But this report may take the cake: After rallying from 666 points in 2009 to over 1,500 points today, we read on Yahoo that the 'rally is in its infancy'. We wonder only where those people were when it really was in its infancy back in 2009. A strong belief in the efficacy of central planning is invoked (presumably because it has worked so well in 2002-2008? It is hard to tell).

“What is the basis for such optimism? After all, didn’t GDP contract slightly in the fourth quarter? While it is true that growth has been disappointing, the headwinds that have restrained GDP are abating. The big macro uncertainties of Europe and China have receded dramatically. At the same time, with each passing month we get closer to greater clarity on how the fiscal cliff standoff will play out. Even a bad deal will at least remove the scary nature of a big unknown. The diminishing risk of fat tails will allow the cumulative impact of negative real interest rates to gain traction.

Quantitative easing is working. It has kick-started a recovery in housing and autos, traditionally the two key leading sectors of recovery. It has also led to extremely buoyant conditions in credit markets, a boon to medium-sized businesses. What few investors have realized is that the Bernanke game plan is meeting with tangible success. This explains the market’s extraordinary resilience. But whereas QE1 and QE2 were crisis-fighting policies, QE3 was designed as a proactive, outcome-based program. The desired outcome? An unemployment rate of less than 6.5% (versus today’s 7.8%).”

(emphasis added)

And of course, it is 'not a bubble' and we only need the good old 'animal spirits' to reawaken:

“Only a much faster rate of economic growth can drive unemployment down to that level. The sequencing is really quite simple. Keep rates across the whole maturity spectrum low enough for long enough and capital markets are lifted above a critical threshold. What is that critical threshold? The point at which financial conditions become so benign that they awaken good old animal spirits in the real economy.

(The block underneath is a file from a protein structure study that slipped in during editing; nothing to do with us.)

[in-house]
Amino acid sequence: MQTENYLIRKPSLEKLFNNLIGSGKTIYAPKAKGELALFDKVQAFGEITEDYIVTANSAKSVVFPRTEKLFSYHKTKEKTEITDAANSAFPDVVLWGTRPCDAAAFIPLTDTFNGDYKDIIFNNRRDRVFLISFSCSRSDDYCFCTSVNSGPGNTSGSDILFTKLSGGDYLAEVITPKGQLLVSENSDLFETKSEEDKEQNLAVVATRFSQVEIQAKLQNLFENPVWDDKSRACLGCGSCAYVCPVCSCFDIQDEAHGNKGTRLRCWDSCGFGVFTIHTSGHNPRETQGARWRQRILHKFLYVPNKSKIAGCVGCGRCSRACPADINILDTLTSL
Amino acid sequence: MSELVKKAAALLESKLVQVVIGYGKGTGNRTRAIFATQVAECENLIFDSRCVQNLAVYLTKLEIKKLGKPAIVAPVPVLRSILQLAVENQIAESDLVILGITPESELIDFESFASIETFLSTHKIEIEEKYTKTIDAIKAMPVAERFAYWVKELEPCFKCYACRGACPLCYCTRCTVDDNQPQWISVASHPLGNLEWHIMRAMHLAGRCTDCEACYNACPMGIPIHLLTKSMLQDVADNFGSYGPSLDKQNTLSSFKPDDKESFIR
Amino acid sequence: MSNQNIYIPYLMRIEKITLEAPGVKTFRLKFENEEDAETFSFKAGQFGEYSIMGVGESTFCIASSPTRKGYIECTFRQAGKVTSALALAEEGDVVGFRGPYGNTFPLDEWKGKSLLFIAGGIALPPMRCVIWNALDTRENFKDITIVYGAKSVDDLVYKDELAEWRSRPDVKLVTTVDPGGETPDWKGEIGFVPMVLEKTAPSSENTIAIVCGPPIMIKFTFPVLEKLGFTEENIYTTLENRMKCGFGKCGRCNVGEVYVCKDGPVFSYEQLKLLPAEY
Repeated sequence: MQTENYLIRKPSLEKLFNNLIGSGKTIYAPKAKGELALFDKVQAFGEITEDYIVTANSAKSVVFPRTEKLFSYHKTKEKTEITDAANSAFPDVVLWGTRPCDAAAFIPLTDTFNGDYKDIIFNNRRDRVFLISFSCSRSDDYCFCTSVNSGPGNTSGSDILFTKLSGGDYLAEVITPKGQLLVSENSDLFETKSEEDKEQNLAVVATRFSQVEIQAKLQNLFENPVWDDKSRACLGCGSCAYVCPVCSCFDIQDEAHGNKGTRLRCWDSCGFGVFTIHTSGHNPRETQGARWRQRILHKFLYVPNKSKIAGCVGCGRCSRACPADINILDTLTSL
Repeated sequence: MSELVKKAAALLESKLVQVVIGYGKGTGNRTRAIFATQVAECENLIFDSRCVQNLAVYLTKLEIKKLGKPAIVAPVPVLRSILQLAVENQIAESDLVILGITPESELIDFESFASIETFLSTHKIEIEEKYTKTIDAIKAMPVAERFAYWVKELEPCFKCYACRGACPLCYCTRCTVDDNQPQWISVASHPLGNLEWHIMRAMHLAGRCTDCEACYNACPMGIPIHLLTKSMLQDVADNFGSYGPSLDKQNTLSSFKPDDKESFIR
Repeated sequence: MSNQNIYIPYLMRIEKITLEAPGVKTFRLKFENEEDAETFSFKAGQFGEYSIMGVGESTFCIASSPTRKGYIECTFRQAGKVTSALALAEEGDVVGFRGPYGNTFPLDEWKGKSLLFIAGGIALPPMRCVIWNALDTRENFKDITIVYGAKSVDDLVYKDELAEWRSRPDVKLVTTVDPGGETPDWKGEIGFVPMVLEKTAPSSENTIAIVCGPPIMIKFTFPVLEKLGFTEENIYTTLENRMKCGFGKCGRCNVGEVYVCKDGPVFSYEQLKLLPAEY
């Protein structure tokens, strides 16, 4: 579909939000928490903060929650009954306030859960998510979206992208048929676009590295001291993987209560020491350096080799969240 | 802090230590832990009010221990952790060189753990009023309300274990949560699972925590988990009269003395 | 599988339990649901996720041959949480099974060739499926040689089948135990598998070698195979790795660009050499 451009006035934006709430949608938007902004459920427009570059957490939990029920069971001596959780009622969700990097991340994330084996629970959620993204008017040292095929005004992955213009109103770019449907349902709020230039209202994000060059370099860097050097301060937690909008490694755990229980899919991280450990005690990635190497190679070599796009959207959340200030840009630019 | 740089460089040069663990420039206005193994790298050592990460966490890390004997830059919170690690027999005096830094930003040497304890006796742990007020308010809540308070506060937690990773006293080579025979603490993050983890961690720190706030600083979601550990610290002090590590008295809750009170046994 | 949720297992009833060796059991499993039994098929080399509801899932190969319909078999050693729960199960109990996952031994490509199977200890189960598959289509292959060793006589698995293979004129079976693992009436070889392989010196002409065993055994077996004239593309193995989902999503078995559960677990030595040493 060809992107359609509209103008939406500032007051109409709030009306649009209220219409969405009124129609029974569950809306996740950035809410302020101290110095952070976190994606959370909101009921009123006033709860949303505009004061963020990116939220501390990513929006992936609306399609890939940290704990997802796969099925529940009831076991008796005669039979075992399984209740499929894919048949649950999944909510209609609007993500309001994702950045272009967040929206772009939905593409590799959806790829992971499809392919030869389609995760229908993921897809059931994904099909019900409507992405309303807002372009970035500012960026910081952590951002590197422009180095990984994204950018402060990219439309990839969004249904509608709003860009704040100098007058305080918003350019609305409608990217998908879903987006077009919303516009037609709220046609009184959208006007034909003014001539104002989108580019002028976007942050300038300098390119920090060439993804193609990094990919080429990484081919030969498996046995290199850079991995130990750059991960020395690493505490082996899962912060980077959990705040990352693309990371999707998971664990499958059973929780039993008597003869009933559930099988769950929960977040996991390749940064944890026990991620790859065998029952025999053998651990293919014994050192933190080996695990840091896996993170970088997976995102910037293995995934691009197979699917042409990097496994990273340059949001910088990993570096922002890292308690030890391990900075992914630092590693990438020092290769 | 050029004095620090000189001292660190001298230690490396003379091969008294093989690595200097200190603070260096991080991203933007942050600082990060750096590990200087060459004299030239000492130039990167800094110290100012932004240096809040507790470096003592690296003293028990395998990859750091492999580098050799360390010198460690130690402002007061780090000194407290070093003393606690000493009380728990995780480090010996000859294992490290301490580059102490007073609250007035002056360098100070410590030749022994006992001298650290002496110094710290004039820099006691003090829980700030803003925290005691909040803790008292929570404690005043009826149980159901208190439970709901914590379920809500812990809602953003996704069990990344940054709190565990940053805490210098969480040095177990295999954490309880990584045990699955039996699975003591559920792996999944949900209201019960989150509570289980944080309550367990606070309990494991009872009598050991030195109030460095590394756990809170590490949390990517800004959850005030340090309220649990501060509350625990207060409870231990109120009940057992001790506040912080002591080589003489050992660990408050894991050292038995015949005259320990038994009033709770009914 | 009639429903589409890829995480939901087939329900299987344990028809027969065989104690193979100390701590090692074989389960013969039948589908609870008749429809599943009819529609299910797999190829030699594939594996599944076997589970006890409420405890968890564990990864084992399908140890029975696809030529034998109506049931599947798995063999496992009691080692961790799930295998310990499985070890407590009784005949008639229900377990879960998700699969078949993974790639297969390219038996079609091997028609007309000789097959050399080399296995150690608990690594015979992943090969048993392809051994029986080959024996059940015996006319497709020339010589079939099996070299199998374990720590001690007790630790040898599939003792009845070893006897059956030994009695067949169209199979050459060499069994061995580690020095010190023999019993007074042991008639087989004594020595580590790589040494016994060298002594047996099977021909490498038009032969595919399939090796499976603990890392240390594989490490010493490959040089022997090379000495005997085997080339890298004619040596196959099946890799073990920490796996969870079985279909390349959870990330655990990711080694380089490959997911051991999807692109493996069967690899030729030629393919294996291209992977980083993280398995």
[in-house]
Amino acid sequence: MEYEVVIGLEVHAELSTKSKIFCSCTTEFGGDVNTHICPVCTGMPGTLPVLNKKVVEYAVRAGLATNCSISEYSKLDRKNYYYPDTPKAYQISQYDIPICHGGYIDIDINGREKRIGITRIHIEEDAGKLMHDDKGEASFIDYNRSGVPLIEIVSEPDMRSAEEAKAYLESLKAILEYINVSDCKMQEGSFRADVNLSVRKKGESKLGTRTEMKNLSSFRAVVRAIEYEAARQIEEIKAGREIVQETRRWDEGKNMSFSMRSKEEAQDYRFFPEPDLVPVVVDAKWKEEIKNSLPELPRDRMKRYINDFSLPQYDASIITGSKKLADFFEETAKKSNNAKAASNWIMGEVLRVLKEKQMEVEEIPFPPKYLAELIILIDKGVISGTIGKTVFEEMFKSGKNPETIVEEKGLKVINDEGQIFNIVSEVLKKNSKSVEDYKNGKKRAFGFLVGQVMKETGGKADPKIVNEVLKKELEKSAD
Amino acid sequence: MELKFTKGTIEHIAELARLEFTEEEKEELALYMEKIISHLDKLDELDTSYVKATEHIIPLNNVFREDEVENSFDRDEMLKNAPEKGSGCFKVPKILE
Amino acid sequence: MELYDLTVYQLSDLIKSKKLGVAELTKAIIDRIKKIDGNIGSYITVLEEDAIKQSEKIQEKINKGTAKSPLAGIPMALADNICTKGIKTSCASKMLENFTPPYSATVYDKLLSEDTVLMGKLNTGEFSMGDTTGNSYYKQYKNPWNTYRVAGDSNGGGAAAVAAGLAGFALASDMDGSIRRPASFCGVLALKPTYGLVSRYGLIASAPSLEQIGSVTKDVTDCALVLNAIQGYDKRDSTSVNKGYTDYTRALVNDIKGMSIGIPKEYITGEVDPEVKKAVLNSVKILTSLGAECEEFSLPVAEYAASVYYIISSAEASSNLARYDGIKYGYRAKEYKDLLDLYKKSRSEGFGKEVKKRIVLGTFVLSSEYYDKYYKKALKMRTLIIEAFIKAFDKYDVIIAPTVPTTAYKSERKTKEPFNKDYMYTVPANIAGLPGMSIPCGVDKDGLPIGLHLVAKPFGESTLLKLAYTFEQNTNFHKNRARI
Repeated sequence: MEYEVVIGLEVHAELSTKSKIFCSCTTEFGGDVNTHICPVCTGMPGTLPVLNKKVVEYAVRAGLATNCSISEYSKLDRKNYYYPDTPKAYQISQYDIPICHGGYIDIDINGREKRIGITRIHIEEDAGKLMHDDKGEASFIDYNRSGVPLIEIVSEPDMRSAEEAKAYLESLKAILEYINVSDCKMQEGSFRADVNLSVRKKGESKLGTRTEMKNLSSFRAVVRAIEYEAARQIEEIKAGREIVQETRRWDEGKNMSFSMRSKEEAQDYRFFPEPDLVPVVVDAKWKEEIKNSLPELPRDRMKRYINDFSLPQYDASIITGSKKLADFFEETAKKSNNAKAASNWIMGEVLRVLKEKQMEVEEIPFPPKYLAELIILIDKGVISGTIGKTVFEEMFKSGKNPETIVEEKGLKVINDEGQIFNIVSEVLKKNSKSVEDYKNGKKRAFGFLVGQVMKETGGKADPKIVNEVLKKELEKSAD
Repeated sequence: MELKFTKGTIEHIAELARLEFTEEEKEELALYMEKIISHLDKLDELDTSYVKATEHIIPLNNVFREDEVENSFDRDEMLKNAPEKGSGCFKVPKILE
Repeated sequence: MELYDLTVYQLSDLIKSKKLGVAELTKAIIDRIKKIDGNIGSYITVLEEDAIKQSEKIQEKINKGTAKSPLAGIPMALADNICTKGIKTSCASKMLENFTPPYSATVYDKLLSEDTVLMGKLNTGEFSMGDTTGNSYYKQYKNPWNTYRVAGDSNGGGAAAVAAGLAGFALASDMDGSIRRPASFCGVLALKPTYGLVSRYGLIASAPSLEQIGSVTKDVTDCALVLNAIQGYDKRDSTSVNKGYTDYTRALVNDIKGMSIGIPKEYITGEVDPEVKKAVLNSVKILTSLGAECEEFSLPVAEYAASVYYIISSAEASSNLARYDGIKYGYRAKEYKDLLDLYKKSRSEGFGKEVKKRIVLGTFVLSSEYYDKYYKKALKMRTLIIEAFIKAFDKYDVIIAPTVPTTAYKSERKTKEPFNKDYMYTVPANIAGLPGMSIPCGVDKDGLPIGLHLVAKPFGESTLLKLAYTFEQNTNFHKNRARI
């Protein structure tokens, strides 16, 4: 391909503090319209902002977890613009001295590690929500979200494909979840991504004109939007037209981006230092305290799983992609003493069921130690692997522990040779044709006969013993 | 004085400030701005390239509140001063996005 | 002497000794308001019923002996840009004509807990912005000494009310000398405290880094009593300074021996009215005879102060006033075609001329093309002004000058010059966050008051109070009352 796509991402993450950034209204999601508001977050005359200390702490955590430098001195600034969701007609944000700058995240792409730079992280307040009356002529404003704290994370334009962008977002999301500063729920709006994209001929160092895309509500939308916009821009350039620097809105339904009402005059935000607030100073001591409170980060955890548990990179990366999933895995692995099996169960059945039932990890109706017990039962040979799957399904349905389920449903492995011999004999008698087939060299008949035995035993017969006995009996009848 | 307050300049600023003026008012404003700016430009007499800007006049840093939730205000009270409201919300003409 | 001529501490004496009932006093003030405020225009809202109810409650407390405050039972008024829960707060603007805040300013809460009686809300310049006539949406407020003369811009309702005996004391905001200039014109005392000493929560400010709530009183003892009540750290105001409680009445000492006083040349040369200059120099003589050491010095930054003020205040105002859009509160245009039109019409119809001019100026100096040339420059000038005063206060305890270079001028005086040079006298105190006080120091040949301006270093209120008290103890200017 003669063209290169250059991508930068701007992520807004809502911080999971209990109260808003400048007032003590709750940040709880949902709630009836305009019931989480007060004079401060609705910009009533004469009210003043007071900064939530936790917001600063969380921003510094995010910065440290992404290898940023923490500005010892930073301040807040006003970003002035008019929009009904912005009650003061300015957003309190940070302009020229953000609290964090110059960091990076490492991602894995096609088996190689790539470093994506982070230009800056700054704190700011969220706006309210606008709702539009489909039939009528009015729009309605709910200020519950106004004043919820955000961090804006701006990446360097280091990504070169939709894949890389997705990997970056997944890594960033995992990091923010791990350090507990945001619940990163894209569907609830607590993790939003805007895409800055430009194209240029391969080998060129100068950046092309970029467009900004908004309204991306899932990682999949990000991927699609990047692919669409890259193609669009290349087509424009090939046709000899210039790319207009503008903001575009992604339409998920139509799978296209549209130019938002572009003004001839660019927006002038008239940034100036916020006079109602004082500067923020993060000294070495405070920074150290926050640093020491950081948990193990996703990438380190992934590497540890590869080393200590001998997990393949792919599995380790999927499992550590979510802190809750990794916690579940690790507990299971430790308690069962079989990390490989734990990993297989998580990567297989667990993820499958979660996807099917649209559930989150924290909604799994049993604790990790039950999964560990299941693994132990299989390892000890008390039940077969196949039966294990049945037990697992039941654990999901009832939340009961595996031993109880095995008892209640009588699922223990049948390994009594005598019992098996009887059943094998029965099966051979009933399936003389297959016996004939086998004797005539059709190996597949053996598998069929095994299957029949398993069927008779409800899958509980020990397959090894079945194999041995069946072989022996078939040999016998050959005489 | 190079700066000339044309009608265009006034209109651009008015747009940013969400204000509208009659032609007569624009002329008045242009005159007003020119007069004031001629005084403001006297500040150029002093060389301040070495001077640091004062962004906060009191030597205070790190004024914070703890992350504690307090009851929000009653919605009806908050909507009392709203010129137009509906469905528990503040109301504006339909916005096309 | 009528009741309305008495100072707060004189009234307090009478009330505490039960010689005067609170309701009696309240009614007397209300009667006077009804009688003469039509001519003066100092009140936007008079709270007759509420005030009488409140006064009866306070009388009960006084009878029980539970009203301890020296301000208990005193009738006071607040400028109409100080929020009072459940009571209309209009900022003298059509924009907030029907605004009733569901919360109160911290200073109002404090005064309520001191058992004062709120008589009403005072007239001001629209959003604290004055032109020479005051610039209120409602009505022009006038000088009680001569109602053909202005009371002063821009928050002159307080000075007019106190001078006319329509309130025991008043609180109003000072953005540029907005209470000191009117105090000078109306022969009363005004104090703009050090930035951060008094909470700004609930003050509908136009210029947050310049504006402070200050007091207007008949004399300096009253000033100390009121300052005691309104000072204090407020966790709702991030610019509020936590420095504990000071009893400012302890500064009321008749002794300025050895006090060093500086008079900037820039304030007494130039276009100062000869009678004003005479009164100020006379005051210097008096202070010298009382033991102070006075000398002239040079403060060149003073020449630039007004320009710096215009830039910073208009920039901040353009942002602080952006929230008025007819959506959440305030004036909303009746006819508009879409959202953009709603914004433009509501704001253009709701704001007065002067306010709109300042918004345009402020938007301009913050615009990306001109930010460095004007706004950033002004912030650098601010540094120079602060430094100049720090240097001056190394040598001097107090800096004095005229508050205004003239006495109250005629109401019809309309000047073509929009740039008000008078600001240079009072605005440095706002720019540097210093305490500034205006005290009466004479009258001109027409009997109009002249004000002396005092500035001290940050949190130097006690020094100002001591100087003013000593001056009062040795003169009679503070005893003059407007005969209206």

While some dismiss Fed policy as creating the next bubble in credit markets, this is a misuse of the word bubble. A bubble describes an excess that eventually self-destructs. This, in contrast, is a healthy tonic for a very fragile economy. It is the only pathway out of a long-lasting liquidity trap. Just ask the Japanese about whether liquidity traps cure themselves. They don’t. It takes a policy shock. This is exactly what the Fed is delivering. The precondition for a better economy is a powerful and long-lasting rally in stocks and credit, thus driving down the cost of capital for American business.”

(emphasis added)

Exactly! All we need is a severe mispricing of capital imposed by a central planning agency, and magically everything will be alright again! Why have we never thought of this before?



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One Response to “Tidbits, February 22”

  • Nice tidbits. Having watched plenty of Nigel Farage clips, Berlusconi clearly has Schultz nailed. Looks like Germany has an economy that works, while NYC merely needs more money to fund its guzzling organized crime syndicate government. Aso might be figuring out pretty fast that the cost of imports will go up faster than the exports come in and decide it might be better to let their workers keep what the make instead of give it away. Using devaluation to run trade policy is so clearly stupid that one has to wonder if the economists are lying or went to schools that only take idiots. The stock market bulls are clueless, as the market has never left bubble territory, save for maybe the 2009 bottom in the past 20 years.